2013, February 19: Danny Vanzandt's Fiery Death
On February 18, 2013, in Tulsa, Oklahoma, USA, the neighbors of 65-year-old Danny Vanzandt saw smoke coming from his house and called the fire department, who attempted to put out a pile of burning trash in the kitchen... only to realize it was human remains. The floor under the remains was undamaged and no other objects or furniture in the house showed signs of fire damage; there was no sign of an accelerant being used, nor any indication that a struggle had taken place. Sequoyah County Sheriff Ron Lockhart, who had 20 years experience as an arson investigator, said he had never seen anything like it, and speculated if it was related to spontaneous human combustion. Vanzandt had been reduced down to just 40 pounds worth of matter by the localized fire. It was noted that Vanzandt had been a heavy drinker and smoker, and an autopsy of the remains was called for in hopes of explaining the matter.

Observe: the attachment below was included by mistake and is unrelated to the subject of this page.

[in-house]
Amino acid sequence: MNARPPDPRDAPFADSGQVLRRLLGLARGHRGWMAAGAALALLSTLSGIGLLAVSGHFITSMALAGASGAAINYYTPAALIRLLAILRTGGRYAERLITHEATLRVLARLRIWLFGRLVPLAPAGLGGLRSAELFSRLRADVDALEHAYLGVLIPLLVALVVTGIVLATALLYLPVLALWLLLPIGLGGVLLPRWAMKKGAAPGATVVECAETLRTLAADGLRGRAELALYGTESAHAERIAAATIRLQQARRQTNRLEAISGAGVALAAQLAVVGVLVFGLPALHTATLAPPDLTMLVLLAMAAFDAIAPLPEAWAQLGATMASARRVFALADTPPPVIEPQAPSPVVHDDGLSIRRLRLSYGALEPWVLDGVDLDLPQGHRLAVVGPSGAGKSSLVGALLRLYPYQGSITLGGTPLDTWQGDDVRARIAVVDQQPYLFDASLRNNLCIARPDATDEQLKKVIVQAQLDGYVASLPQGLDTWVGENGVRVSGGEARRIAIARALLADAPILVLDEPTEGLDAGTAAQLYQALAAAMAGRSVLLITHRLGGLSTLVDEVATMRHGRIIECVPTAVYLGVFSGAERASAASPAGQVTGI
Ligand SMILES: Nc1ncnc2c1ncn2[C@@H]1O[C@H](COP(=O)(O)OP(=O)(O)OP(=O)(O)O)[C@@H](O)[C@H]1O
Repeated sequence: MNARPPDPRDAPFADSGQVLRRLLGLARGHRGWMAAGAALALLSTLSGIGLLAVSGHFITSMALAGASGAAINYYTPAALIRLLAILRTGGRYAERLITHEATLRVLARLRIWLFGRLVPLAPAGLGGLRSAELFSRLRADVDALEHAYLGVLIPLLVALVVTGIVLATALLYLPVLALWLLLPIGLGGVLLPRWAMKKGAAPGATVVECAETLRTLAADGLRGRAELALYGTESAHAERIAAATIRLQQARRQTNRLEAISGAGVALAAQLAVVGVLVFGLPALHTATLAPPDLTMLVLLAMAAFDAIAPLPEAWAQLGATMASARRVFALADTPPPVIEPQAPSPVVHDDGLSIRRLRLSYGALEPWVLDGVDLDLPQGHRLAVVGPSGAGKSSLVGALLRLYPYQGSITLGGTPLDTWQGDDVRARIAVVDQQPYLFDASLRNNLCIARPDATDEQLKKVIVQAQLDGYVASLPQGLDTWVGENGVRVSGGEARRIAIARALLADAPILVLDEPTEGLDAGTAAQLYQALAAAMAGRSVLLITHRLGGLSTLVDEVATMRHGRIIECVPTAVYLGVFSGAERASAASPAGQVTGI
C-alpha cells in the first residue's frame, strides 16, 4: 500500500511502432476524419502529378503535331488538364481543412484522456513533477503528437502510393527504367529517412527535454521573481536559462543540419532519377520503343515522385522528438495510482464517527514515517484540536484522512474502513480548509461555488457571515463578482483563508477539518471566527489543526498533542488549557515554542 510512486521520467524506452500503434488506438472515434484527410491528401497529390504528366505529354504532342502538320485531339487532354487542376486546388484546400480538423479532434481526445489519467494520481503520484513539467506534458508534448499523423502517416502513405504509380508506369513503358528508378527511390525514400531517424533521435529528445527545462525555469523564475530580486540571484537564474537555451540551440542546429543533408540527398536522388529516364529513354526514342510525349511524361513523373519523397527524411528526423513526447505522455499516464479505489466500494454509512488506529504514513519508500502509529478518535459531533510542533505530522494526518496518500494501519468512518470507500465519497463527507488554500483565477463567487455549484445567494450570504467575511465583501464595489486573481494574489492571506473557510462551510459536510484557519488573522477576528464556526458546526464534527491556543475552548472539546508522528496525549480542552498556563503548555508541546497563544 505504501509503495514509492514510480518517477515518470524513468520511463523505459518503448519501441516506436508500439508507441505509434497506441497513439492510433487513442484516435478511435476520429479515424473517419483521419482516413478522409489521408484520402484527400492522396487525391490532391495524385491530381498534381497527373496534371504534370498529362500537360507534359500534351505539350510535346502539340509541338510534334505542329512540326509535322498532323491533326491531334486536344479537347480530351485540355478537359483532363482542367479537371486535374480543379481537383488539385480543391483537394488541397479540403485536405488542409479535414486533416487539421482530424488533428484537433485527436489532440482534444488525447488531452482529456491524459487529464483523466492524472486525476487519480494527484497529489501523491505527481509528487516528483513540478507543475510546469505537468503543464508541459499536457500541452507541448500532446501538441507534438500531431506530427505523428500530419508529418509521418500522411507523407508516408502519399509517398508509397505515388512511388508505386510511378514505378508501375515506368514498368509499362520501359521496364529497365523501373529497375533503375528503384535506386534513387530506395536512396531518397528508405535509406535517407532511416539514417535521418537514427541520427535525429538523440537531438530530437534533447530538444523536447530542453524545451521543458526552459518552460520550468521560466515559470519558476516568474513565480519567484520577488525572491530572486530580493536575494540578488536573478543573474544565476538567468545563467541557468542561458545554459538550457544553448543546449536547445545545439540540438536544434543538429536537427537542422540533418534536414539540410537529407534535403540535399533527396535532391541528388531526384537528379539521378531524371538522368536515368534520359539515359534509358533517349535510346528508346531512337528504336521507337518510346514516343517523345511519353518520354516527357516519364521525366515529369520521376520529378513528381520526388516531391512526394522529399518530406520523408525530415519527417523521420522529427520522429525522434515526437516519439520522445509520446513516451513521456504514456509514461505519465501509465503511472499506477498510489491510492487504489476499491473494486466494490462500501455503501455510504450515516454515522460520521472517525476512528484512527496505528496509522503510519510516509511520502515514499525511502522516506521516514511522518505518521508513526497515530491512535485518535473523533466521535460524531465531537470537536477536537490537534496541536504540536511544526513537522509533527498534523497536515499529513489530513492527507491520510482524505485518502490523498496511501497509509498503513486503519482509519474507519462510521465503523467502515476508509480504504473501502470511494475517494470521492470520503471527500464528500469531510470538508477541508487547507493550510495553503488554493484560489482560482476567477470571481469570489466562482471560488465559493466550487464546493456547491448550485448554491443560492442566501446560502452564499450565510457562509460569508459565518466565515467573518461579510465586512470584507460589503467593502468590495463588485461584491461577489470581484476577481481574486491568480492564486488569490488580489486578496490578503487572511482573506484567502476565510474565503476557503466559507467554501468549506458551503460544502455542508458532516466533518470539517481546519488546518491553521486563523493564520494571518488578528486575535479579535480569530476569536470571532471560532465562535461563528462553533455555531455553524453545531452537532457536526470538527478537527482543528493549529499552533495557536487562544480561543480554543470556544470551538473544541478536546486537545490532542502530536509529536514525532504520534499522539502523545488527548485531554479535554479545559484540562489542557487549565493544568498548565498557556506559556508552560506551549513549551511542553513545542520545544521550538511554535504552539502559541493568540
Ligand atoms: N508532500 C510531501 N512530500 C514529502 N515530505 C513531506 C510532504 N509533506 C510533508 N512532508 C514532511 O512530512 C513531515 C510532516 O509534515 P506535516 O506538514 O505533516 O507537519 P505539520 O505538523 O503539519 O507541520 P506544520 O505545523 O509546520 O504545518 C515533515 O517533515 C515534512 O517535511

Weeks later, the report came back: Vanzandt had died previous to the start of the fire, as an examination of his airway showed no signs of inhaled soot, and his blood did not contain chemicals from smoke. The coroner's opinion was that Vanzandt likely died of a heart attack, and landed on a burning cigarette, which then led to his clothing catching fire and slowly consuming his body through the wick effect, in which the clothing acts in the same fashion as a wick in a candle, transporting fluid fat to the flame and only being consumed in part itself when the fluid runs out of a particular part of the body. Such a smolder will follow the clothes as long as there is body tissue to fuel it, and can reach localized temperatures high enough to destroy bone. Limbs can be left untouched, generally consumed only as far as clothing reaches them; so the bottom edge of a dress may leave an unburned foot behind. This all of course requires two main things (after a flame); time to burn slowly, and a victim who is already paralyzed or dead. In most of these cases, the victims have been drunk, drugged, or deceased before the fire started.